15 Then the men of Judah raised the battle shout. And when the men of Judah shouted, God defeated Jeroboam and all Israel before Abijah and Judah. 16 The men of Israel fled before Judah, and God gave them into their hand. 17 Abijah and his people struck them with great force, so there fell slain of Israel 500,000 chosen men. 18 Thus the men of Israel were subdued at that time, and the men of Judah prevailed, because they relied on the LORD, the God of their fathers. (2 Chr 13.15-18)

The LORD steps in and transforms Judah’s men into fighting machines. Thus God defeated Jeroboam and all Israel through them. Judah prevailed because they relied on the LORD. The best we have of their reliance is their boasting that they continue with the temple rituals. I would suggest in part the LORD enabled them to win this victory because his name was at stake. There is an implicit battle between gods. The LORD and the false gods Jeroboam were bowing down too. Secondly, its safe to assume if they relied on the LORD then, behind their continued practice of temple ritual, they still trusted him, sought his presence, etc. Lastly, in the battle itself they relied on the LORD to secure them victory.

Israel does not recover from this defeat. The LORD will eventually strike Jeroboam down. Abijah will pass away. His son Asa follows him and reigns over Judah. Asa initially does what is good and right in the eyes of the LORD (2 Chr 14.2). He cuts down all the places of foreign worship in Judah which suggests not all Judah was as faithful to the LORD as Abijah claimed above. Asa has a significant battle against an Ethiopian with one million men.

11 And Asa cried to the LORD his God, “O LORD, there is none like you to help, between the mighty and the weak. Help us, O LORD our God, for we rely on you, and in your name we have come against this multitude. O LORD, you are our God; let not man prevail against you.” 12 So the LORD defeated the Ethiopians before Asa and before Judah, and the Ethiopians fled. (2 Ch 14:11–12)

They relied on the LORD and the LORD defeated their opponents. But later on, Asa will not continue to rely on the LORD (2 Chr 16.7-9). Asa turns away from him. Jehoshaphat his son reigns in his place.

Story of Israel

Click to enlarge.
Click to enlarge.

Do many of the kings of Israel rely on the LORD? Perhaps some. Jehoshaphat proves to be better than his father and grandfathers. I would says Hezekiah also relies on the LORD. They relied in the LORD despite the situation around them. The prophet Hanani gives some more information on how the LORD regards those who rely on him.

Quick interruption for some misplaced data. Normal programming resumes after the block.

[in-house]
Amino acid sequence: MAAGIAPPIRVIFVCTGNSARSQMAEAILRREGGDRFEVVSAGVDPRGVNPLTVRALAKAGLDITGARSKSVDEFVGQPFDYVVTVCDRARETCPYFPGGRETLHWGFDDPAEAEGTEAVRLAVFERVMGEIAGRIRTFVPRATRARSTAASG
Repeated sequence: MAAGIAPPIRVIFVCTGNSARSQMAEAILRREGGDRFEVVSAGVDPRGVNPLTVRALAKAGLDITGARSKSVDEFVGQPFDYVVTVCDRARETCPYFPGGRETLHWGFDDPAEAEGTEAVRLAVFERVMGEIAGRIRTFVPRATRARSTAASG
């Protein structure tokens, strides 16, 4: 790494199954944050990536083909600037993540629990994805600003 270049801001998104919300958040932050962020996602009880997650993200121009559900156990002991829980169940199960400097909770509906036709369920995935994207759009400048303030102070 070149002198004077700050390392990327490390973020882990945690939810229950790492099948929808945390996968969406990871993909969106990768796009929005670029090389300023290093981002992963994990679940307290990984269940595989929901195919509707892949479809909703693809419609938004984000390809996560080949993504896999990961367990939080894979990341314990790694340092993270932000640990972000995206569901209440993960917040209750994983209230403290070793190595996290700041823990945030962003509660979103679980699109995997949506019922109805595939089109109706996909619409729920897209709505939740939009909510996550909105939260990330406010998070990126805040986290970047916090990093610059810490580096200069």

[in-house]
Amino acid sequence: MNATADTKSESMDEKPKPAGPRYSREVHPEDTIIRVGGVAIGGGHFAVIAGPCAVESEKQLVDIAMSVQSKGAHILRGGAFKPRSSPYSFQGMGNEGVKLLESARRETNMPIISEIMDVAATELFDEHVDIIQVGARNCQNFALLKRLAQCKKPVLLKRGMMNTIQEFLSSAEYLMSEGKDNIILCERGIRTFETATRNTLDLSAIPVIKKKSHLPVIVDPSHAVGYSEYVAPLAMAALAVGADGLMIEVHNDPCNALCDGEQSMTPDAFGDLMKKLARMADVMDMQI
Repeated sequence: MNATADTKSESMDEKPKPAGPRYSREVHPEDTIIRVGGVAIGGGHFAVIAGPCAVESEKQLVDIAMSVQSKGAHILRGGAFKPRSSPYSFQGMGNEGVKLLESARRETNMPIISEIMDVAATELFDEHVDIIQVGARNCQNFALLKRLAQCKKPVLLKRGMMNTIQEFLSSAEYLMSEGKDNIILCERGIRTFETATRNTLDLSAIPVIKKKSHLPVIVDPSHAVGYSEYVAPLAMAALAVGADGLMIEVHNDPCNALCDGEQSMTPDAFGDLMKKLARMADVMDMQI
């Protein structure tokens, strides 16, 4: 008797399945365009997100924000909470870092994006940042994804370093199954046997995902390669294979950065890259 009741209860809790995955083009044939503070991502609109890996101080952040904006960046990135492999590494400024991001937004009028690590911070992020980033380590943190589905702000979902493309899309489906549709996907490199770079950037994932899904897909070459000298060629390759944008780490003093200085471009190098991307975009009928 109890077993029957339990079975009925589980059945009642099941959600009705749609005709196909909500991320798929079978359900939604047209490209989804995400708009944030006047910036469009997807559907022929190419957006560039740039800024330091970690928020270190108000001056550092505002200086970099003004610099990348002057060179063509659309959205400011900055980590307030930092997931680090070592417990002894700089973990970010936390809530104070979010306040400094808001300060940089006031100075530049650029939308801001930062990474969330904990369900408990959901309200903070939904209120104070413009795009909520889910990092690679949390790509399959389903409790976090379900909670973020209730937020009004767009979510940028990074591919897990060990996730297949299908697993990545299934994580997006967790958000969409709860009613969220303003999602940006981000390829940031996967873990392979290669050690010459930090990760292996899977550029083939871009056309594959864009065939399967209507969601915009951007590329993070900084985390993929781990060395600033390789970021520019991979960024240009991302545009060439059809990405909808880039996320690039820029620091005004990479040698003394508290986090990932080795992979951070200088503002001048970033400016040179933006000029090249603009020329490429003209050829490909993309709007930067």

‘Yet because you relied on the LORD, he gave them into your hand. 9 For the eyes of the LORD run to and fro throughout the whole earth, to give strong support to those whose heart is blameless toward him.’ (2 Chr 16:8–9).

There is assurance for those who rely on the LORD to save them. Assurance that the LORD will give them strong support and consider them blameless in his eyes. I’ll take that thank you!

Story of Jesus

I sometimes consider Romans 8 to be the Big Mac of Romans. In the Big Mac Paul gives some strong words of assurance to those who believe Jesus is the crucified and risen Christ. They too can rely on the LORD.

31 What then shall we say to these things? If God is for us, who can be against us? 32 He who did not spare his own Son but gave him up for us all, how will he not also with him graciously give us all things? 33 Who shall bring any charge against God’s elect? It is God who justifies. 34 Who is to condemn? Christ Jesus is the one who died—more than that, who was raised—who is at the right hand of God, who indeed is interceding for us. 35 Who shall separate us from the love of Christ? Shall tribulation, or distress, or persecution, or famine, or nakedness, or danger, or sword? 36 As it is written,


“For your sake we are being killed all the day long;

we are regarded as sheep to be slaughtered.”


37 No, in all these things we are more than conquerors through him who loved us. 38 For I am sure that neither death nor life, nor angels nor rulers, nor things present nor things to come, nor powers, 39 nor height nor depth, nor anything else in all creation, will be able to separate us from the love of God in Christ Jesus our Lord. (Rom 8:31–39)